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Goldman Sachs Touts Japanese Yen As “Ideal Hedge” Against Inflation

  • The Japanese yen shows “significant value” as a hedge against a US recession, Goldman Sachs said. 
  • Goldman Sachs said part of its bullishness towards the yen is how cheap it is compared with other typical safe-havens. 
  • The bank said there’s a strong chance of the Bank of Japan intervening to support the yen, given global market volatility.  

Goldman Sachs believes the Japanese yen is an ideal hedge against the risk of a US


, which the investment bank believes is a possiblity in the coming two years. 

In a research note published on Tuesday, Goldman analysts, led by Karen Reichgott Fishman, noted that the yen is trading at “extremely cheap levels” and is undervalued aga ins the dollar to the tune of 20-25%.

 “In other words, the yen is now trading at historically cheap levels and screens as the cheapest safe haven asset by far—at a time when global recession risk is on the rise,” Fishman wrote.

 Fishman said the yen looked especially cheap compared with other traditional safe haven currencies such as the US dollar or the Swiss franc.

The yen has been diving against the dollar and reached a 20-year low last week, partly because of the widening gap between US and Japanese interest rates, as the Bank of Japan has left monetary policy unchanged, while the

Federal Reserve

is in an aggressive tightening cycle to combat inflation running at 40-year highs.

The BoJ meanwhile has pledged to cap the country’s 10-year government bond yield at 0.25%, while 10-year Treasuries are yielding more than 3% right now, the biggest difference between the two since late 2018.

Fishman said the situation has “opened up significant value” for the yen as a hedge against what the bank estimates is a 35% chance of a US recession within the next 24 months. “Our latest work on FX hedges for key risk scenarios shows that the yen screens as the most effective hedge against a ‘risk down, US rates down’ shock—or a market backdrop consistent with recessionary pricing.”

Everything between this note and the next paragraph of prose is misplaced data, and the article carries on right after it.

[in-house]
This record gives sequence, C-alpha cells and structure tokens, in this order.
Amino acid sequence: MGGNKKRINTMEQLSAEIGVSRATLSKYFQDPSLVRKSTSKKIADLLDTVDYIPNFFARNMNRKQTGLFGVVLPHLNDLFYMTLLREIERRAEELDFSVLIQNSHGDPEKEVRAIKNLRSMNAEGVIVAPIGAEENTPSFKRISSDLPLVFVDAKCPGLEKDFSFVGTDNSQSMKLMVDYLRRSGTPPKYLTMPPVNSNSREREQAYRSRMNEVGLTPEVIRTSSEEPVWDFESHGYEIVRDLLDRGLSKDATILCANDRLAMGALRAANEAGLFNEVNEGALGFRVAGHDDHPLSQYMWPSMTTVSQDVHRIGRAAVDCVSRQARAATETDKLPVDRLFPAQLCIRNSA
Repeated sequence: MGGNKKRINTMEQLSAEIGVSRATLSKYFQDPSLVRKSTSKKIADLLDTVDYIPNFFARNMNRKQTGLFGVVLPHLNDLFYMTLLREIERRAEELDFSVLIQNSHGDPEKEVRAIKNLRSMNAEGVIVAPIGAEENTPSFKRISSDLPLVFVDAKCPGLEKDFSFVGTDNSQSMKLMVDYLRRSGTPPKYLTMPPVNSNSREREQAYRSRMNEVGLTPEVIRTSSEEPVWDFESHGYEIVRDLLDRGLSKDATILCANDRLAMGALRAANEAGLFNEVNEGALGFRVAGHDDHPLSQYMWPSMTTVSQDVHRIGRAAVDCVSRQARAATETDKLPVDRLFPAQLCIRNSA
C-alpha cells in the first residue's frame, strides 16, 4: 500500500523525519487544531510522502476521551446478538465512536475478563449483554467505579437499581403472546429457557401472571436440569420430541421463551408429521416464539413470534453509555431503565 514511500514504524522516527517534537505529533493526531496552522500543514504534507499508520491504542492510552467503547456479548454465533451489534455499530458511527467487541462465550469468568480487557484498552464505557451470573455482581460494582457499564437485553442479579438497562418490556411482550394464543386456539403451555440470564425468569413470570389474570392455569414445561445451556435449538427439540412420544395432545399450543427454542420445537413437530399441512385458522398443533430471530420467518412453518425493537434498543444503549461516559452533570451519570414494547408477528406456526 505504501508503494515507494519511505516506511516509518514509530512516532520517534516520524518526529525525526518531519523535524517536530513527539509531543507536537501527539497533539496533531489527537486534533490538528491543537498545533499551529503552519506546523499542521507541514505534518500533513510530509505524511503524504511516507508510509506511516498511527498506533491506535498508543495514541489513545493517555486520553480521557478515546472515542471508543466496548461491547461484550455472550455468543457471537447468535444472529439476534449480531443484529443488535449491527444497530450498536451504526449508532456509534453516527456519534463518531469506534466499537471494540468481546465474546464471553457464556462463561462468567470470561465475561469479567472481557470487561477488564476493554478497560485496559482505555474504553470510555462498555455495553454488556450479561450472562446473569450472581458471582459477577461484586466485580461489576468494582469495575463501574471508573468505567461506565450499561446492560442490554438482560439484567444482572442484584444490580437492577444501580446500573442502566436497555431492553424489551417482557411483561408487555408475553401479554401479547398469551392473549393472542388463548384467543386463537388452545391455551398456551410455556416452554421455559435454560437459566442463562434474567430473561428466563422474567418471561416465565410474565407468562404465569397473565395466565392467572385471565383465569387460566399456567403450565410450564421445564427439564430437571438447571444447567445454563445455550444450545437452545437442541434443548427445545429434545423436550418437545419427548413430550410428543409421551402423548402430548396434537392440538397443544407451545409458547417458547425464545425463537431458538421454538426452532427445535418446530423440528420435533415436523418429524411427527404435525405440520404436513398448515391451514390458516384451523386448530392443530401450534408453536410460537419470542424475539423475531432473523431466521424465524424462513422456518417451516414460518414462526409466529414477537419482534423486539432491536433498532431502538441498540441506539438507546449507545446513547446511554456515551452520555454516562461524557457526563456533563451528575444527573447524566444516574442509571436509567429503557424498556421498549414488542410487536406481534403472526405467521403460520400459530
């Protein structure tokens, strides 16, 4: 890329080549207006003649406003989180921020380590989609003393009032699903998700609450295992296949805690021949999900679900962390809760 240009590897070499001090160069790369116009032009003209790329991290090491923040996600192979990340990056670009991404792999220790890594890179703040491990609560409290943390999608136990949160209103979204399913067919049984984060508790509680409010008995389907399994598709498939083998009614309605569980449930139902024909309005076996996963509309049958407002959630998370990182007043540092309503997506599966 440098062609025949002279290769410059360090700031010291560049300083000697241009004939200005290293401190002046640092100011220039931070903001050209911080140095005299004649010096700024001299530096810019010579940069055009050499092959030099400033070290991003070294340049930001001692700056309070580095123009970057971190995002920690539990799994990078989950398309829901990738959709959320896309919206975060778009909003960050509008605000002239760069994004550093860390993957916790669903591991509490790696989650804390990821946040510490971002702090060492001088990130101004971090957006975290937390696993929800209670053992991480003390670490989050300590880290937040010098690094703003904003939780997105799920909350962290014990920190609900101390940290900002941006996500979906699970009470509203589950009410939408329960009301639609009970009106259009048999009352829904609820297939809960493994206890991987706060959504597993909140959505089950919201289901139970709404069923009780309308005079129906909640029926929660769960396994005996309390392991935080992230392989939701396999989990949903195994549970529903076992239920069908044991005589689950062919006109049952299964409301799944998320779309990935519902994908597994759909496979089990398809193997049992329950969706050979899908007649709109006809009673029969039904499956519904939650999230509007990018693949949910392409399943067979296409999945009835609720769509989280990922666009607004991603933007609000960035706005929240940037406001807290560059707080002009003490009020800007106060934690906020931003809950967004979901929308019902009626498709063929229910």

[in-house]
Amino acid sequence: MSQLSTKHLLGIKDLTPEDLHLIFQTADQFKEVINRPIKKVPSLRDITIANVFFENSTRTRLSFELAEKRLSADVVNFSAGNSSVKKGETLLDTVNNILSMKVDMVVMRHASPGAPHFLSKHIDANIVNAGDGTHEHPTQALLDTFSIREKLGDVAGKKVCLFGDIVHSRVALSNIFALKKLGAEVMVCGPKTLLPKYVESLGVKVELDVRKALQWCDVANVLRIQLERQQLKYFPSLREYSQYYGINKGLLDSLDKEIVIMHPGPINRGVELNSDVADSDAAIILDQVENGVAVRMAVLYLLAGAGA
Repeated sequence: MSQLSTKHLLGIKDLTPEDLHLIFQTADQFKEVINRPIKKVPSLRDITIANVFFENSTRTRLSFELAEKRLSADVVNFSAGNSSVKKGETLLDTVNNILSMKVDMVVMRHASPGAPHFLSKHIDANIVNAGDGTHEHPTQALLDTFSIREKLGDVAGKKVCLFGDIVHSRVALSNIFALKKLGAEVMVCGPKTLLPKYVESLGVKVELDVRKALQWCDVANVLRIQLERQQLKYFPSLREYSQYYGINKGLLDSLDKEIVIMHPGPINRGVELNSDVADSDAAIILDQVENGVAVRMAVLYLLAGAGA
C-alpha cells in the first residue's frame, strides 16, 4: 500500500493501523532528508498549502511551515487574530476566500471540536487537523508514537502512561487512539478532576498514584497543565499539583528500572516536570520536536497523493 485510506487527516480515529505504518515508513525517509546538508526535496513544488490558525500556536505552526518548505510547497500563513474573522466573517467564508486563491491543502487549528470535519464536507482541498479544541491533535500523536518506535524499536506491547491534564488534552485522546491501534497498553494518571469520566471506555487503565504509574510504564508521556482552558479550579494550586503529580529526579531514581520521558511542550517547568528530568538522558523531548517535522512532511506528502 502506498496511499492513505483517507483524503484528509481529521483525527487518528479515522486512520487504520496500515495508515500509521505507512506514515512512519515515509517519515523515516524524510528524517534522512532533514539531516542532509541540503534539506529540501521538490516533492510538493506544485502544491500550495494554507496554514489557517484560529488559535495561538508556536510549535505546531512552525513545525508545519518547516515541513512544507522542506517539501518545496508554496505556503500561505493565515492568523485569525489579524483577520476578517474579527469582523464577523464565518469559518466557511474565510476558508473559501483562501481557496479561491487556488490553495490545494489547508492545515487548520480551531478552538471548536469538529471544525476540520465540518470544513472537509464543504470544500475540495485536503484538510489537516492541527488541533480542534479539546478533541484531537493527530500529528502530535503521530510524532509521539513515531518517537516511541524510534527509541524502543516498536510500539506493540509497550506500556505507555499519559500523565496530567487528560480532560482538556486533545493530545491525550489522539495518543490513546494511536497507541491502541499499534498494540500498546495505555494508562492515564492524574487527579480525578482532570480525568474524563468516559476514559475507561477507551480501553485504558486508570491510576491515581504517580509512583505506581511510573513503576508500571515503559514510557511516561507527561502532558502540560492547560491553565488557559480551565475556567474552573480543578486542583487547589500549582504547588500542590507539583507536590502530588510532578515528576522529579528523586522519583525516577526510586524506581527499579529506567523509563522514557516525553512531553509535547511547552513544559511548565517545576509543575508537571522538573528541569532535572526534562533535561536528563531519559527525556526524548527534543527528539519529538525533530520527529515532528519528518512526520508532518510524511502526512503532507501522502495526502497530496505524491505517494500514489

A rising dollar-yen however, is likely to call for intervention, Fishman noted, especially at a time when commodity prices, like energy, skyrocket as a result of foreign sanctions from Russia’s war with Ukraine. “Over the short-term, amidst highly volatile global markets, the yen will likely be influenced by changes in Treasury yields and commodity prices,” she said. 

Given Japan’s reliance on energy imports in particular, which are priced in dollars, the extreme weakness in the yen means there is a greater chance the central bank will step in to support the currency and avoid an even bigger increase in inflation.

“The combination of cheap valuation, non-trivial risk of intervention, and, most importantly, rising odds of recession to open up paths to dollar-yen downside,” she said, referring to the potential for the yen to strengthen against the dollar.

“cheap valuation, non-trivial risk of intervention, and, most importantly, rising odds of recession” will lead to a dollar-yen downside, meaning a greater opportunity to sell the dollar and buy the yen.

“Cheap valuation and rising odds of recession argue for a more constructive view on the Yen over the next year,” Fishman said. 

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